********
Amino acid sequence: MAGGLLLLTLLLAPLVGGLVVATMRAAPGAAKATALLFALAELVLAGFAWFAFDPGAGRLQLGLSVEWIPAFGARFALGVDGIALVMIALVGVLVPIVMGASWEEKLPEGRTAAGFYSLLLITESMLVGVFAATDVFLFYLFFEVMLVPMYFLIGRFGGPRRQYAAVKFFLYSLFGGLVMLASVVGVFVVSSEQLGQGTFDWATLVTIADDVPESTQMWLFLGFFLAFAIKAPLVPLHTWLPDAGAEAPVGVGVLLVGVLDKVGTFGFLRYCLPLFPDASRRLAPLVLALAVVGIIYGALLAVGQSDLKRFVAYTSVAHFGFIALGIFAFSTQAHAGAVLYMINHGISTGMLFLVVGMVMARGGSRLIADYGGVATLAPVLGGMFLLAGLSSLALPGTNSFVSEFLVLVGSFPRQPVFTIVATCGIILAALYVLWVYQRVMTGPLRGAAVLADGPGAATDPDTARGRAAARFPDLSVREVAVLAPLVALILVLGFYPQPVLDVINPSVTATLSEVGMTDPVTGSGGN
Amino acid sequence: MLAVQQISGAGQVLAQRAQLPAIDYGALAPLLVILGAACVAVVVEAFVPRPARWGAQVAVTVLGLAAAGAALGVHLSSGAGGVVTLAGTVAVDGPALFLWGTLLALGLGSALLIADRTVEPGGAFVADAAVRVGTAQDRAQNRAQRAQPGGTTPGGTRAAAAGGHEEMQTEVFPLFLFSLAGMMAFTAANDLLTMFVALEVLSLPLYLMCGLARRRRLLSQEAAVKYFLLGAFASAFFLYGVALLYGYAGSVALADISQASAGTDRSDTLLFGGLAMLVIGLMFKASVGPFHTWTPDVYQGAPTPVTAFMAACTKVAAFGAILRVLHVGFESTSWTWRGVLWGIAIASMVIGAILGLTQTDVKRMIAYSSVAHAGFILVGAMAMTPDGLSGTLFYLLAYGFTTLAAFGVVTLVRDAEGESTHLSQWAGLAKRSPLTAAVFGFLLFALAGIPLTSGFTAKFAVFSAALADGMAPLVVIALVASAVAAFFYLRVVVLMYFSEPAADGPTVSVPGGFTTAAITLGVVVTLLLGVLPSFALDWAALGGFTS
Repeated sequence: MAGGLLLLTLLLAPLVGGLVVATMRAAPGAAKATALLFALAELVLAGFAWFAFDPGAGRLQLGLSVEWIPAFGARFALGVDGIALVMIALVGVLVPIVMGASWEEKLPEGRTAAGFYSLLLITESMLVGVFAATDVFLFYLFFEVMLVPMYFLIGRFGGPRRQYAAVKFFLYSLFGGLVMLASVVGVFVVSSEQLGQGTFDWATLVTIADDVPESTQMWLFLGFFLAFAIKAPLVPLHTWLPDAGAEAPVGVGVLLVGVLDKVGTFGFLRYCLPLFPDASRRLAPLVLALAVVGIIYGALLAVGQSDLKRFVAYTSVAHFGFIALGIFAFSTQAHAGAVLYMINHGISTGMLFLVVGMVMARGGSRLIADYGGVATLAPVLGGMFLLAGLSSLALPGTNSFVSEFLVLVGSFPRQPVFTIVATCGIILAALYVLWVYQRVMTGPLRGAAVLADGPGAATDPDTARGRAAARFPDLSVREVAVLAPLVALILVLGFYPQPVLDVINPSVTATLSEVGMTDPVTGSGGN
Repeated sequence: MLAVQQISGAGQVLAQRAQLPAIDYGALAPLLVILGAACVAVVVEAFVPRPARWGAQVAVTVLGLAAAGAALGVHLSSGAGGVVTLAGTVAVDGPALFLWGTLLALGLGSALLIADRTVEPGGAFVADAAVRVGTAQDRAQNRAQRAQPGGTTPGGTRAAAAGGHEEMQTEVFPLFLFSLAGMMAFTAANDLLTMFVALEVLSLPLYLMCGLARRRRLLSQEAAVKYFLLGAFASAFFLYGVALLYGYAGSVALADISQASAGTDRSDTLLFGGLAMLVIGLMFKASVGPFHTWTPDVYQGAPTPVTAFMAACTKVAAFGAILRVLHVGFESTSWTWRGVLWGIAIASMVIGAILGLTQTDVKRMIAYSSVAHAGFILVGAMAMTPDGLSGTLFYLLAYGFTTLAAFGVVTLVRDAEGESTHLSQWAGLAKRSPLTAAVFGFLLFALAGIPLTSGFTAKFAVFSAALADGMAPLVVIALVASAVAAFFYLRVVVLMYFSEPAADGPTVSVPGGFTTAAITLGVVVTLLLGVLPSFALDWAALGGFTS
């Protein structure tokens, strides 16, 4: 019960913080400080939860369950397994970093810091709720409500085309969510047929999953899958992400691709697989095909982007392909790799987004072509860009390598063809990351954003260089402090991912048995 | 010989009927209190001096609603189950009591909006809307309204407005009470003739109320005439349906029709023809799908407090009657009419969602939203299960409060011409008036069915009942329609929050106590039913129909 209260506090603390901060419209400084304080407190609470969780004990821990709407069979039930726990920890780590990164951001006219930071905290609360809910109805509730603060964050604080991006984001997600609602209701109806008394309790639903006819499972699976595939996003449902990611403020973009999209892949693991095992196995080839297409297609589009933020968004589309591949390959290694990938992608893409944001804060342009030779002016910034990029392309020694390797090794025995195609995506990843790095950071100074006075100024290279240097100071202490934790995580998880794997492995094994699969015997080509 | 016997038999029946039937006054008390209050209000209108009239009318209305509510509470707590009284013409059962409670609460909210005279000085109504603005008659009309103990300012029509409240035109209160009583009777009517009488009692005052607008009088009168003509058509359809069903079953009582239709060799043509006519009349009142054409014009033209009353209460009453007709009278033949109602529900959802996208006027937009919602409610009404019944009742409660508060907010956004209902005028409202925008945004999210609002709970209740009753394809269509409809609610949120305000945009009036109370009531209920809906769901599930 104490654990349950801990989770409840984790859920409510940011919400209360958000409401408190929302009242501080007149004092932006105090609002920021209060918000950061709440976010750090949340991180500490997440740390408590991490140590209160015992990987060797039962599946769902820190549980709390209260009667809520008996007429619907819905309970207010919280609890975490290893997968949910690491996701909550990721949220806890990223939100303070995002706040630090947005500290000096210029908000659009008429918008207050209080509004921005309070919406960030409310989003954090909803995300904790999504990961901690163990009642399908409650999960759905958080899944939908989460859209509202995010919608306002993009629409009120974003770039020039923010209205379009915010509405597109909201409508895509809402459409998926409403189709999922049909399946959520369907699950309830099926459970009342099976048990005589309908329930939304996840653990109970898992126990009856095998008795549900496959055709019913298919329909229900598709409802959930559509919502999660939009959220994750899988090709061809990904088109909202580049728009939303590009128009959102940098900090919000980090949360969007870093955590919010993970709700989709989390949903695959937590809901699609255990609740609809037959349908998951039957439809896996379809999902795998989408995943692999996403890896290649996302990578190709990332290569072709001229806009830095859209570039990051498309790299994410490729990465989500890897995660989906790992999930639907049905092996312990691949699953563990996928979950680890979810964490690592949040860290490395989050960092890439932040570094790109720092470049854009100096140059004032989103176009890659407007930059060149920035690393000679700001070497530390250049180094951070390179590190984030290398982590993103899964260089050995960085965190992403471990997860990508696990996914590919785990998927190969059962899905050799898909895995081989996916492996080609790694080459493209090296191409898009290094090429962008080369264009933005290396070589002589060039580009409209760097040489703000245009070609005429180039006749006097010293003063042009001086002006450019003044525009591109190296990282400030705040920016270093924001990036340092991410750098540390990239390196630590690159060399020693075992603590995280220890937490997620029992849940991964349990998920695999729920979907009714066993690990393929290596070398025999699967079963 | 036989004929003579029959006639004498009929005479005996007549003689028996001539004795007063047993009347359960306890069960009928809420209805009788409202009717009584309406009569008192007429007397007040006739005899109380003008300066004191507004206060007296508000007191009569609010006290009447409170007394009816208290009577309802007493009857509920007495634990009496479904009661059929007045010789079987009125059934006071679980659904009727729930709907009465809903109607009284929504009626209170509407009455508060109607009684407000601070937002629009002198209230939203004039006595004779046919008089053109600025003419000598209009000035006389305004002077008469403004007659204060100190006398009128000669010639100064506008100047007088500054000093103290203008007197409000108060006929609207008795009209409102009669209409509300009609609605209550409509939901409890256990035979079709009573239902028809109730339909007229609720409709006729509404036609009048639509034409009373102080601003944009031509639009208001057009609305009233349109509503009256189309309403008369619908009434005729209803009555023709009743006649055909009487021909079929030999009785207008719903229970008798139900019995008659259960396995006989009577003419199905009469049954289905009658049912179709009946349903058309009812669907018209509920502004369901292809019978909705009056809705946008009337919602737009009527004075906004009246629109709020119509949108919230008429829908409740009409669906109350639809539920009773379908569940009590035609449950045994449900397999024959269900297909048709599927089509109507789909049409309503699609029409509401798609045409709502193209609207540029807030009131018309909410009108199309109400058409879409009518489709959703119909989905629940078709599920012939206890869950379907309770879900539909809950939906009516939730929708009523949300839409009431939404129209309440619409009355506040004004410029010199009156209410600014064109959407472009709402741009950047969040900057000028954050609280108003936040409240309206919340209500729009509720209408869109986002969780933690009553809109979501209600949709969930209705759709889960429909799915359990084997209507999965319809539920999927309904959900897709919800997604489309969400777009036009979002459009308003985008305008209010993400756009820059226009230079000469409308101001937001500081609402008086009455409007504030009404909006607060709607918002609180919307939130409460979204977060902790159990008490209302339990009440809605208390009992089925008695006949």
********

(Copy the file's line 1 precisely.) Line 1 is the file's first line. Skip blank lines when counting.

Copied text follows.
Amino acid sequence: MAGGLLLLTLLLAPLVGGLVVATMRAAPGAAKATALLFALAELVLAGFAWFAFDPGAGRLQLGLSVEWIPAFGARFALGVDGIALVMIALVGVLVPIVMGASWEEKLPEGRTAAGFYSLLLITESMLVGVFAATDVFLFYLFFEVMLVPMYFLIGRFGGPRRQYAAVKFFLYSLFGGLVMLASVVGVFVVSSEQLGQGTFDWATLVTIADDVPESTQMWLFLGFFLAFAIKAPLVPLHTWLPDAGAEAPVGVGVLLVGVLDKVGTFGFLRYCLPLFPDASRRLAPLVLALAVVGIIYGALLAVGQSDLKRFVAYTSVAHFGFIALGIFAFSTQAHAGAVLYMINHGISTGMLFLVVGMVMARGGSRLIADYGGVATLAPVLGGMFLLAGLSSLALPGTNSFVSEFLVLVGSFPRQPVFTIVATCGIILAALYVLWVYQRVMTGPLRGAAVLADGPGAATDPDTARGRAAARFPDLSVREVAVLAPLVALILVLGFYPQPVLDVINPSVTATLSEVGMTDPVTGSGGN